When Dianna Cowern ’11 graduated, she was unsure of her next step – so unsure that she made a video about it entitled “What to do with a physics degree…” Her initial idea for starting a YouTube channel was to try 101 things she hadn’t had time to do while earning that degree. Somehow, the project ended up bringing her right back to physics.More

Photograph: Chokniti Khongchum

It’s a heady responsibility. Thanks to the rapidly expanding field of brain research, parents now know just how malleable (or plastic) their children’s brains are and — particularly when children are young — how much influence they can have on “feeding” their child’s growing mind. (Hint: we’re not talking flash cards.)More

Photograph: Kai-Chieh Chan

354. That’s the number of photos my 15-year-old daughter and her best friend took while we spent the first weekend of the summer at the beach. When they were not snapping selfies and sunsets from their phones, they were analyzing, editing, and debating where and how they would share those photos with their followers back home.More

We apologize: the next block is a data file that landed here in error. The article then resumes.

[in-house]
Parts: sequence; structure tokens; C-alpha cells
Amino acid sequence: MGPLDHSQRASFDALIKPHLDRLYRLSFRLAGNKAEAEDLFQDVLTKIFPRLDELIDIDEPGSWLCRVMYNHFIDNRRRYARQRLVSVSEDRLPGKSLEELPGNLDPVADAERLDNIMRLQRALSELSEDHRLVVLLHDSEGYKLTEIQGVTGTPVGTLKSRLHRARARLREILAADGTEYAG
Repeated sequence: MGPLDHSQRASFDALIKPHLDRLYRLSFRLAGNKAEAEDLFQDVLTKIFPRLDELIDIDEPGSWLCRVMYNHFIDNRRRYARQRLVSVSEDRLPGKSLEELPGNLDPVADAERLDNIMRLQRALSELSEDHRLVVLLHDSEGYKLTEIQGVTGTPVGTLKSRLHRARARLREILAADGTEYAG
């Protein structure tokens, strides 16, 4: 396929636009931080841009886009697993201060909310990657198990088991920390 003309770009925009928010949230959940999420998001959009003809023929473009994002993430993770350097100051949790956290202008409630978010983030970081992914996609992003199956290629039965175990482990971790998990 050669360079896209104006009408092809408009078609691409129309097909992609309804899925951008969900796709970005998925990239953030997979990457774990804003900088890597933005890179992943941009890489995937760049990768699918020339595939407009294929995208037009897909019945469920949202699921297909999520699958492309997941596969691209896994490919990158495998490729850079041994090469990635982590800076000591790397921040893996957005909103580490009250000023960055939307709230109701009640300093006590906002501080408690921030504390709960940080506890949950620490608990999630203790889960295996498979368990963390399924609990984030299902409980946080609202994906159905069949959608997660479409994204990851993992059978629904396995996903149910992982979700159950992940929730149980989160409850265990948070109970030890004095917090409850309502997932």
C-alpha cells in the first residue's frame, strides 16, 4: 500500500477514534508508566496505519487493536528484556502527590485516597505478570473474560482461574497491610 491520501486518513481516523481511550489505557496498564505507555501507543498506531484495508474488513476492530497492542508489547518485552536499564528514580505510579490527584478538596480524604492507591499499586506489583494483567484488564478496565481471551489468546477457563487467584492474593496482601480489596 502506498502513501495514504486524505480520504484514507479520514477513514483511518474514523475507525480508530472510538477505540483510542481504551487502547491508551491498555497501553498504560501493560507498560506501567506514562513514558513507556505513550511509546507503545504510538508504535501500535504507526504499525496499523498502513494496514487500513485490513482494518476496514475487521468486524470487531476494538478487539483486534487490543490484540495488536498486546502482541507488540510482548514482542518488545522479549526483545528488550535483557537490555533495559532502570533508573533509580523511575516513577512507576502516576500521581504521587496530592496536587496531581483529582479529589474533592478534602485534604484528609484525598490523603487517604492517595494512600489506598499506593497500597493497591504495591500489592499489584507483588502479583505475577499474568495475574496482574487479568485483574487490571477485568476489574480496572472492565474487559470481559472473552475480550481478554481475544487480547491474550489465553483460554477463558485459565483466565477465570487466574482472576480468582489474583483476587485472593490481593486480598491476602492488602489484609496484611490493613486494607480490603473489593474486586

Fear of the ‘Momo Challenge’ is rising amid unsubstantiated warnings that the so-called ‘suicide game’ could appear in the middle of programmes like Peppa Pig on YouTube Kids.
While YouTube insists it has not received “any recent evidence” about the existence or promotion of the disturbing ‘game’ – which is characterised by the image of a black-haired, bug-eyed woman with grotesquely-distorted features –reports are growing that sites used to watch kids’ TV are being hacked.More

Photograph: Mohamed Abdelgaffar

Most parenting mistakes are usually made for the sake of love. Parents may often think that they’re helping their children to develop and grow (sometimes even through punishment). But the long-term results in the form of depression, anxiety, or cancer, for example, show that something went wrong back there. But if you recognize what you are doing wrong, there is still a chance to raise a new generation of wise and happy people.More

Photograph: Janko Ferlic